18 Nov Photoshop “Save for Web” colour issues
I am Canadian, so I spell colour funny. It is the UK spelling, the Queen’s English some say. I am also a Web Designer so in order for CSS and HTML to work colour must be spelled the American way, so I will use that spelling from now on. Anyway… in this posting covers how to “save for Web” in Photoshop and preserve color settings.
Three Steps to Color Perfection.
Step 1: Color Profiles
Color profiles define how Photoshop interprets the raw color data in your files. That’s right: That means they change how you see the colors. This kind of precision is great for photography and print design, but it’s got to go if we’re making a website. With no images open, go to Edit / Color Settings.
Fig. 3 : Changing to Monitor Color.
We’re going to essentially turn off all this profile nonsense by changing the top drop-down to Monitor Color. Let’s uncheck “Ask When Opening” while we’re at it….from now on, when you open an image that has a color profile, Photoshop will give you a brief heads-up that we’re tossing it out.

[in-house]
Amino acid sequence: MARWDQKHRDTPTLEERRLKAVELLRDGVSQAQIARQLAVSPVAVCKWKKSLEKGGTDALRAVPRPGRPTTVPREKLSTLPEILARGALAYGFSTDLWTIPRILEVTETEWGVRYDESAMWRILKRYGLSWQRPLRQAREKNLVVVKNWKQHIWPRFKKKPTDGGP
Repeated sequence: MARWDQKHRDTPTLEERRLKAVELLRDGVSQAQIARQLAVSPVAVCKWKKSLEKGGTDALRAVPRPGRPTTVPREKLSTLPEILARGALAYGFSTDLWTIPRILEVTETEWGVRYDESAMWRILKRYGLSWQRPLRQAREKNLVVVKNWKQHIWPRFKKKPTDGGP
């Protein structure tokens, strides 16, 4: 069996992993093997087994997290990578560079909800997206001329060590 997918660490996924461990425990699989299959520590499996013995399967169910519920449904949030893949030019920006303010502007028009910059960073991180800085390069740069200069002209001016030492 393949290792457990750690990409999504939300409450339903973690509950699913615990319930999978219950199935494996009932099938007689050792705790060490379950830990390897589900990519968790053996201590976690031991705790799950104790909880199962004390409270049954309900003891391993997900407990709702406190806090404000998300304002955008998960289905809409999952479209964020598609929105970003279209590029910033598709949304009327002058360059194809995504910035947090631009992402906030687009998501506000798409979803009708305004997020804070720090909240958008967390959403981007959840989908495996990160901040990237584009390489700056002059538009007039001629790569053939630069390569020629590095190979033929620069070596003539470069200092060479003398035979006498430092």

Step 2: Proof Setup
Now, let’s go up to View / Proof Setup / Monitor RGB. This is to make sure Photoshop won’t be showing you skewed colors on your nice new profile-less images. A note, though: If you’re on a Mac/PC and want to see how an image is going to look on the other’s default gamma setting, you can come back here and test using “Windows RGB” or “Macintosh RGB.” Just remember to switch it back, or you could accidentally be designing in (shudder) PC mode.
Fig. 4 : Make sure you’re not viewing the wrong proof colors.
After all this hard work, Photoshop still wants to sneak color profiles into your images. Most web browsers ignore them, but new Safari and Firefox builds DON’T, and IE can be set to work with them too. This can result in the weirdest cross-browser headache yet, so we need to make sure the colors we save out are sans profile.
Fig. 5 : Convert to sRGB is an evil setting.
Thankfully, it’s an easy fix: Open up any image on your machine and File / Save For Web. Next to the Preset option, there’s a sneaky little arrow…click it and uncheck “Convert to sRGB.” (Note: From what I can tell, this is only the default setting in CS3)
Your color woes are over! Or maybe not. If you followed these steps and your color accuracy test failed, leave a comment with your results.